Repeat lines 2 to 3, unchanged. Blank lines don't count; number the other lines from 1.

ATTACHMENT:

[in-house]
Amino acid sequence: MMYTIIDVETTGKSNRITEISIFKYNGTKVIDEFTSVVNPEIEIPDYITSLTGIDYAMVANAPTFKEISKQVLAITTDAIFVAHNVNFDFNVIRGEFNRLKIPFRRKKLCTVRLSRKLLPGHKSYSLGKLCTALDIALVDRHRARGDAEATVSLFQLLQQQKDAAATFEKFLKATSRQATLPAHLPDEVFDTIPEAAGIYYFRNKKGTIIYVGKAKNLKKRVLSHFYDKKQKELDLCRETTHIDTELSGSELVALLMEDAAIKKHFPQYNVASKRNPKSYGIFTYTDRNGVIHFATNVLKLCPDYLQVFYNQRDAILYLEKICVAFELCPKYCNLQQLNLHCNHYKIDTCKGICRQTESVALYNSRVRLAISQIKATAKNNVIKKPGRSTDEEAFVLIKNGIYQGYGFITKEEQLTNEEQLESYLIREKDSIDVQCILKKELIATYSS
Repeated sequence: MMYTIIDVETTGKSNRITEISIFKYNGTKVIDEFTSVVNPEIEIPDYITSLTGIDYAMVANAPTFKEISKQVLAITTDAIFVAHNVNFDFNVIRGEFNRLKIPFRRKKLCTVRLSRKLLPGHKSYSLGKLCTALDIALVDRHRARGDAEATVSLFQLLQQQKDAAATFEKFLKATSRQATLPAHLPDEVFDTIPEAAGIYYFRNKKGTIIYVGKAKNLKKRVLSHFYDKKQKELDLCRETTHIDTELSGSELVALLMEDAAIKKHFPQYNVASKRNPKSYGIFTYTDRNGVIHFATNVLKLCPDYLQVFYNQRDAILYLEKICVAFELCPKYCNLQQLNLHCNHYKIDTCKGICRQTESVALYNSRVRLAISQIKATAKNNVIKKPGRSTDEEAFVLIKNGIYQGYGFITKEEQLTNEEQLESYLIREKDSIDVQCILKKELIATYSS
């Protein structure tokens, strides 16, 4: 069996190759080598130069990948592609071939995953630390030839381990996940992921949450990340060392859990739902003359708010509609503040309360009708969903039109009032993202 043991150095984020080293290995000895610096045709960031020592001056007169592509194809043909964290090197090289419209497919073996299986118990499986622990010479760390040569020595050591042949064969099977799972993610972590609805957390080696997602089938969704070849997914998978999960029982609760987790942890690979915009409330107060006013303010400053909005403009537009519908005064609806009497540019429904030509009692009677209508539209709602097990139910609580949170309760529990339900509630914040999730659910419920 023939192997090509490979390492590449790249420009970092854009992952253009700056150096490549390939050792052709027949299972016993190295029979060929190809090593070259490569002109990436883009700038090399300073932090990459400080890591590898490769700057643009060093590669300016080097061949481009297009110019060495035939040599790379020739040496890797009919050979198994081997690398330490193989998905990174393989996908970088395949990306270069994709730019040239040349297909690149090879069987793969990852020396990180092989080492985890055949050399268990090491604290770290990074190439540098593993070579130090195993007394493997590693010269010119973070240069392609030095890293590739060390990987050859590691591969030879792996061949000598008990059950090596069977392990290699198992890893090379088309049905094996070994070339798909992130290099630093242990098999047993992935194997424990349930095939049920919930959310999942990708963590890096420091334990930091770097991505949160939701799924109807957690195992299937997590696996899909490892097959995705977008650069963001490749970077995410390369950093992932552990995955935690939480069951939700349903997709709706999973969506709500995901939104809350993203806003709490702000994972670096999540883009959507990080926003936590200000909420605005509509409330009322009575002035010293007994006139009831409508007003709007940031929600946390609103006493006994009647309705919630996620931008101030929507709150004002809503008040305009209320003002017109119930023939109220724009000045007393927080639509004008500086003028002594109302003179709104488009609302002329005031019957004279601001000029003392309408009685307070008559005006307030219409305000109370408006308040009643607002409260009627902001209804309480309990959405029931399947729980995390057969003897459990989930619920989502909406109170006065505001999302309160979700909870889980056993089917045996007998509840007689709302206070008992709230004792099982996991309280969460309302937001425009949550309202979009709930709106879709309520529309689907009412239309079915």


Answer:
Amino acid sequence: MMYTIIDVETTGKSNRITEISIFKYNGTKVIDEFTSVVNPEIEIPDYITSLTGIDYAMVANAPTFKEISKQVLAITTDAIFVAHNVNFDFNVIRGEFNRLKIPFRRKKLCTVRLSRKLLPGHKSYSLGKLCTALDIALVDRHRARGDAEATVSLFQLLQQQKDAAATFEKFLKATSRQATLPAHLPDEVFDTIPEAAGIYYFRNKKGTIIYVGKAKNLKKRVLSHFYDKKQKELDLCRETTHIDTELSGSELVALLMEDAAIKKHFPQYNVASKRNPKSYGIFTYTDRNGVIHFATNVLKLCPDYLQVFYNQRDAILYLEKICVAFELCPKYCNLQQLNLHCNHYKIDTCKGICRQTESVALYNSRVRLAISQIKATAKNNVIKKPGRSTDEEAFVLIKNGIYQGYGFITKEEQLTNEEQLESYLIREKDSIDVQCILKKELIATYSS
Repeated sequence: MMYTIIDVETTGKSNRITEISIFKYNGTKVIDEFTSVVNPEIEIPDYITSLTGIDYAMVANAPTFKEISKQVLAITTDAIFVAHNVNFDFNVIRGEFNRLKIPFRRKKLCTVRLSRKLLPGHKSYSLGKLCTALDIALVDRHRARGDAEATVSLFQLLQQQKDAAATFEKFLKATSRQATLPAHLPDEVFDTIPEAAGIYYFRNKKGTIIYVGKAKNLKKRVLSHFYDKKQKELDLCRETTHIDTELSGSELVALLMEDAAIKKHFPQYNVASKRNPKSYGIFTYTDRNGVIHFATNVLKLCPDYLQVFYNQRDAILYLEKICVAFELCPKYCNLQQLNLHCNHYKIDTCKGICRQTESVALYNSRVRLAISQIKATAKNNVIKKPGRSTDEEAFVLIKNGIYQGYGFITKEEQLTNEEQLESYLIREKDSIDVQCILKKELIATYSS